XBF and his wife always thought it was funny that the neighbors saw her going in and out with one man after another--they thought it would be so funny to stage a fight, pretend to be upset, when a neighbor pulled one of them aside to tell them the other is cheating. Having been on an infidelity site for several years, I know well the pain of those people for whom it turns out...everyone knew about the cheating, and no one told. So even though it's a smaller, farther out ripple, it IS yet another ripple to their behavior: putting their neighbors in the very uncomfortable position of having every reason to think he's being cheated on, and not knowing if or what to say, and feeling guilty that they're part of letting this nice guy go around totally unaware of what's going on.

Last edited by WhatHappened; 07-25-2014 at 05:26 AM.
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  #23  
Old 07-26-2014, 02:00 AM
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Does anyone ever get or give 100% pure unadulterated consent? The mind and its subconscious are full of tricks.

What about situations where consent *isn't* required?

Simple example: A man is trying to rape a woman and another man stops him. The would-be rapist doesn't consent to being stopped, but I'm sure we all agree he should be stopped anyway. After all, he doesn't have the woman's consent. And I think we'd all say the same even if the would-be rapist *believed* he had her consent. On the other hand, could his belief be right and ours wrong? e.g., what if it was an impromptu BDSM scene that looked like a rape?

Subtle example: A man wants to paint his house purple and orange. His neighbor objects: Not only would it be an eyesore in the neighbor's opinion, but the neighbor also fears for property values in a neighborhood where all the houses are painted in pleasant shades of pastel. Is it moral/ethical for the first man to proceed with the purple/orange paint job anyway? Would it be moral/ethical for the neighborhood (perhaps via law enforcement) to restrain him from doing the purple/orange paint job? No matter how this dilemma is resolved, someone will end up with something they didn't want -- something they didn't consent to. How do we decide whose consent should get violated?

Heated example: A gay couple moves into a religious, conservative, dare I say it homophobic neighborhood. Nobody (except the couple) wants them to move in. People fear for how their children will be influenced. Is it moral/ethical for the couple to move in anyway? Would it be moral/ethical for the neighborhood to resist that, and what (if any) measures of resistance would be reasonable?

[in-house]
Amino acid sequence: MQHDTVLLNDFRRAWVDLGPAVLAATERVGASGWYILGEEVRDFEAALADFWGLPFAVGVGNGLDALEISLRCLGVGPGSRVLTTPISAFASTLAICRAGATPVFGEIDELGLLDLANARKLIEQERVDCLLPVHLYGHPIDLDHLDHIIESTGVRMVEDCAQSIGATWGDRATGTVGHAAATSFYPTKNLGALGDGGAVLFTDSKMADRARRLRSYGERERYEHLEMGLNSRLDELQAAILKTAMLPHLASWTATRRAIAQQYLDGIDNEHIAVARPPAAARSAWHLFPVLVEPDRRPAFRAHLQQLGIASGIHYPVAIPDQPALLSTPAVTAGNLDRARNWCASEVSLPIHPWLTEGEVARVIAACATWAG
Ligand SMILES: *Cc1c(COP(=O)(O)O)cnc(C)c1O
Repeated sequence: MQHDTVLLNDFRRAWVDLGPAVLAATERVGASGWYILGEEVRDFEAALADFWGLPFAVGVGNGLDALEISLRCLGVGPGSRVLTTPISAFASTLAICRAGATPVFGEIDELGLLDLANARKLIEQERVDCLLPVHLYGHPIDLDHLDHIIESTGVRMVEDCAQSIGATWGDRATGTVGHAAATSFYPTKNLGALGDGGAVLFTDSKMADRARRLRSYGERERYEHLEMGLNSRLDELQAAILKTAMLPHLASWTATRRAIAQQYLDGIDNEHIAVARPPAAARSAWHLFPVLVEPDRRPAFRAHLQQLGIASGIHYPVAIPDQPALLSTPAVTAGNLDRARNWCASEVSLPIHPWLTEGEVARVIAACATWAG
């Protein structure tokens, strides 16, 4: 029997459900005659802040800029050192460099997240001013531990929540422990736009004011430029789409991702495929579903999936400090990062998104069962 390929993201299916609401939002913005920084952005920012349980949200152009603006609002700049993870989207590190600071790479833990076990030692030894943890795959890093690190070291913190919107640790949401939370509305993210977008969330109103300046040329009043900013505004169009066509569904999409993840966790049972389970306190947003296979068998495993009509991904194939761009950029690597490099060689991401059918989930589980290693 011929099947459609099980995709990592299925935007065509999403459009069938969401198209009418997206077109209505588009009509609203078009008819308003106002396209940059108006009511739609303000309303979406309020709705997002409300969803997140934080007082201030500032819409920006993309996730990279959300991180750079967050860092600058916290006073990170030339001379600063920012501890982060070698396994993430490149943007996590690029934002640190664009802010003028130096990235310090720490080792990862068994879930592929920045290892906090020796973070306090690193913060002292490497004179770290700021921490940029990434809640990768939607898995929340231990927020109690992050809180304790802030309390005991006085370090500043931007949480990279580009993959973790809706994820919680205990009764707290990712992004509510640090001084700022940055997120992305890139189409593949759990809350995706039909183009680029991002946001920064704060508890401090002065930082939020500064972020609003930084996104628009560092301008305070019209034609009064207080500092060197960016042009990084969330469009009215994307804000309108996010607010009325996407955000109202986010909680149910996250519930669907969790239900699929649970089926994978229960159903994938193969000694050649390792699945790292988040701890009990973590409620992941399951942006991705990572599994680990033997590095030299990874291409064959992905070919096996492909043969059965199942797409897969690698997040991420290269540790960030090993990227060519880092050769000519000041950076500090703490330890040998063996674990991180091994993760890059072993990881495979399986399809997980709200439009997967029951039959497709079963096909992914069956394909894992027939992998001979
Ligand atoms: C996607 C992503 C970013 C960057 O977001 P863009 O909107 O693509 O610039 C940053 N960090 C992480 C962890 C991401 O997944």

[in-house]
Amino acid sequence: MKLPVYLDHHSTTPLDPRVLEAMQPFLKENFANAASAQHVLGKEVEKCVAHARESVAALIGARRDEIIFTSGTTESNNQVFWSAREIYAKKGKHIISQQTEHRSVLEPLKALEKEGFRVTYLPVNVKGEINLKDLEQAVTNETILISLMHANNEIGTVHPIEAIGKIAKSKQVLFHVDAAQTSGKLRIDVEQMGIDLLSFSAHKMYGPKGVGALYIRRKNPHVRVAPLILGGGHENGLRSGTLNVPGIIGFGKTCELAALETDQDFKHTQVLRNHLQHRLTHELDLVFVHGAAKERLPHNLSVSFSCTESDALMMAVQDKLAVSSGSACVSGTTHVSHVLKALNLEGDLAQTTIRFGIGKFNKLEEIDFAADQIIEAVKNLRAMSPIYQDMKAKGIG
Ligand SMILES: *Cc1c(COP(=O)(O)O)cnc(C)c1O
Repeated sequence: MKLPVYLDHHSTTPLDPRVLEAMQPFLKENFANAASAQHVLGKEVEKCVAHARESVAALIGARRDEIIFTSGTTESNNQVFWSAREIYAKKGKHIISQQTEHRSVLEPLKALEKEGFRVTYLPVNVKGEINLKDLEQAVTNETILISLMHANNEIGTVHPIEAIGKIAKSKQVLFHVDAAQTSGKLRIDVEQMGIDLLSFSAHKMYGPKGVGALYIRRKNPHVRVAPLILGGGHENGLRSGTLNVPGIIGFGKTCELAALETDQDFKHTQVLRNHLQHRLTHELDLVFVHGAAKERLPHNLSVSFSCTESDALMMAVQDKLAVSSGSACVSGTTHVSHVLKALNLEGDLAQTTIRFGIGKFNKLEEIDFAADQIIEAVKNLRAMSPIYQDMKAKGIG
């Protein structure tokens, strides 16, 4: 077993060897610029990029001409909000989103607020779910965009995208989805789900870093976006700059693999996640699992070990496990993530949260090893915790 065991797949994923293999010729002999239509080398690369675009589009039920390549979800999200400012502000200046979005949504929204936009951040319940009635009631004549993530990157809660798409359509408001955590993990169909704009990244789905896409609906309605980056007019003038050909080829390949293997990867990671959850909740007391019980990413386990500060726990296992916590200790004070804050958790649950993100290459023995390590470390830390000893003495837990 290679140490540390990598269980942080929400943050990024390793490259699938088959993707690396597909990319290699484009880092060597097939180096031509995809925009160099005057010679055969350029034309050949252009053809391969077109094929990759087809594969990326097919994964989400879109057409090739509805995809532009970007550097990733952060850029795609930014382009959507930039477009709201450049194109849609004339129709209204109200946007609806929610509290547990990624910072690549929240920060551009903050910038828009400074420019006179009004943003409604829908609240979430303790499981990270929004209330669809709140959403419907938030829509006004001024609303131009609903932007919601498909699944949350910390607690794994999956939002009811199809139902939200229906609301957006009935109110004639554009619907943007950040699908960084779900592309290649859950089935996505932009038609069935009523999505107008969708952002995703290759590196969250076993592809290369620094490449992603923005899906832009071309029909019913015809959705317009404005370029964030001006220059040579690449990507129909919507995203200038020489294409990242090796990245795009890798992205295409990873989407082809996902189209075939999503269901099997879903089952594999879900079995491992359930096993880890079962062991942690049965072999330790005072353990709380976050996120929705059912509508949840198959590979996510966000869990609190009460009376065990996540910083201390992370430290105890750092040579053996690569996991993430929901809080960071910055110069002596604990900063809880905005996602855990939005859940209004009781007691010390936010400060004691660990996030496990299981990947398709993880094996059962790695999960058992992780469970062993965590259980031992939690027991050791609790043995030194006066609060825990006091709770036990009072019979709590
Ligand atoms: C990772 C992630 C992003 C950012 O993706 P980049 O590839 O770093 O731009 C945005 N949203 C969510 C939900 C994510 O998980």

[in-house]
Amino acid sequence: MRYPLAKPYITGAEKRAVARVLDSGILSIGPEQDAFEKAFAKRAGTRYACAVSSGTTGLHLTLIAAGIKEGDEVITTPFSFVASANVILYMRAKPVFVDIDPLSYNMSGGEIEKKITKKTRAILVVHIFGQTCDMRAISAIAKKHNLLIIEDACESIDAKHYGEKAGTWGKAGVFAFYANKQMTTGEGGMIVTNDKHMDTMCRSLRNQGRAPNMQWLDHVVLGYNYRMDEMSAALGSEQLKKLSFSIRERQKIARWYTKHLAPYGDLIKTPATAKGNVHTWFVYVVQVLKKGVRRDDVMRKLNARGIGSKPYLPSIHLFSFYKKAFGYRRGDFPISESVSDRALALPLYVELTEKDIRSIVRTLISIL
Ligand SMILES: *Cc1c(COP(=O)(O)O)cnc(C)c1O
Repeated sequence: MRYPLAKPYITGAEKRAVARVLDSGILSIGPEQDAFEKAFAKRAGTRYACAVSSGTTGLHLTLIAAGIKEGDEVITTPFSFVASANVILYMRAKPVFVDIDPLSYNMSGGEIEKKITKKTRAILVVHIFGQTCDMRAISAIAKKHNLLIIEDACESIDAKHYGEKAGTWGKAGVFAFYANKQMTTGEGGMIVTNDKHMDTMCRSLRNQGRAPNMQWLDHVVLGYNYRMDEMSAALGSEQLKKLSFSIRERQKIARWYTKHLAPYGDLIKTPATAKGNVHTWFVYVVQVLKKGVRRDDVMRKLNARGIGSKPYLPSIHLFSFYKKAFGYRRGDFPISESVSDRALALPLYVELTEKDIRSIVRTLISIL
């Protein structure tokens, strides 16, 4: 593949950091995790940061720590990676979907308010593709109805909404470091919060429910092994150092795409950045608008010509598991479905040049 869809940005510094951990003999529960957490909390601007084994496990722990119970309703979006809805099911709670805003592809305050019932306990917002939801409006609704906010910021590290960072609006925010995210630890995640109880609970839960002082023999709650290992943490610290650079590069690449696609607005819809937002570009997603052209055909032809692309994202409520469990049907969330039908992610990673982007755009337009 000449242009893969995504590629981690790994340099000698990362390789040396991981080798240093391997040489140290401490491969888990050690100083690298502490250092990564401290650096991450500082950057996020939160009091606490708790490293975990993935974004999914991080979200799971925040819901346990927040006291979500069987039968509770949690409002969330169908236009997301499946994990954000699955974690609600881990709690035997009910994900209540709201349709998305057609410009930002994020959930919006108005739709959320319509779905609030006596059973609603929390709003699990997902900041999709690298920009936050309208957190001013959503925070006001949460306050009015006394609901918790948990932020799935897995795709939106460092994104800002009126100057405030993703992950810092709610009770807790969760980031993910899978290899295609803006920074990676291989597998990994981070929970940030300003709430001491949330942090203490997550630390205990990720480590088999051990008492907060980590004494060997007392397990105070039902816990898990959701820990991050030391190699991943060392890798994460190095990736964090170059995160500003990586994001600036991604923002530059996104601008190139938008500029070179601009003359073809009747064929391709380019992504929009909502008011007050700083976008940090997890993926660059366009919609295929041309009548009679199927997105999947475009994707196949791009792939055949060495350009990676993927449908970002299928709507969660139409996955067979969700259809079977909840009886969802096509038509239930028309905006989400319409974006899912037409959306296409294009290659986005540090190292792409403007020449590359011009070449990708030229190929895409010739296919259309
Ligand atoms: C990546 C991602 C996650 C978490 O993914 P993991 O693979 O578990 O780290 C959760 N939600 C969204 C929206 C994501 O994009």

Uneasy example: Same neighborhood, and essentially the same questions, only this time, instead of a gay couple, it's a single man who's moving in, and he has just finished serving ten years for child molestation. Do the answers (to the previous example's questions) change -- and if so, how?

Re (from MusicalRose):
Quote:
"For any and all issues where it can be proved that an individual's behavior is harmful to the greater good, then I believe they are violating the consent of everyone they share the planet with."
Ah, but who decides what constitutes the greater good? Who decides what constitutes proof? Lots of conservatives feel that limiting marriage to man-woman couples serves the greater good (and allowing same-sex marriage does harm to the greater good). Who decides whether they're right, and how?

Re (from Belladonna):
Quote:
"Giving consent means you are allowing the other person to do something, but in reality shouldn't they be allowed to make their own choices and then you can decide if you want to be with that person for said choices?"
In a typical ideological conflict between two spouses, one who wants polyamory and the other monogamy, you're right, consent is just a decision to not divorce. Consent becomes a more critical issue, though, if one person has power over another person (such as a sexual predator being able to physically overpower a woman or a child).

Re (from JaneQSmythe):
Quote:
"At some point we have to concede that people are *allowed* to make their own mistakes and learn from them ... That is their right."
Agreed.

Re (from WhatHappened):
Quote:
"When I look at many of the stories here, I see kids, too, being hurt by the consenting relationships of the adults around them."
Kids added to the equation become a huge game changer when it comes to the idea of "consenting adults" being sufficient. For then, what should we also wait on: the kids' consent, the kids' well-being, or both? and how are their consent and well-being to be determined?
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  #24  
Old 07-26-2014, 03:57 AM
mischa mischa is offline
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I've been ruminating on a question about what it is that puts the ethical in ethical non-monogamy. [...] Many people speak as though any kind of personal or intimate relationship is acceptable or justifiable so long as all parties to that relationship are adults and consent to its terms.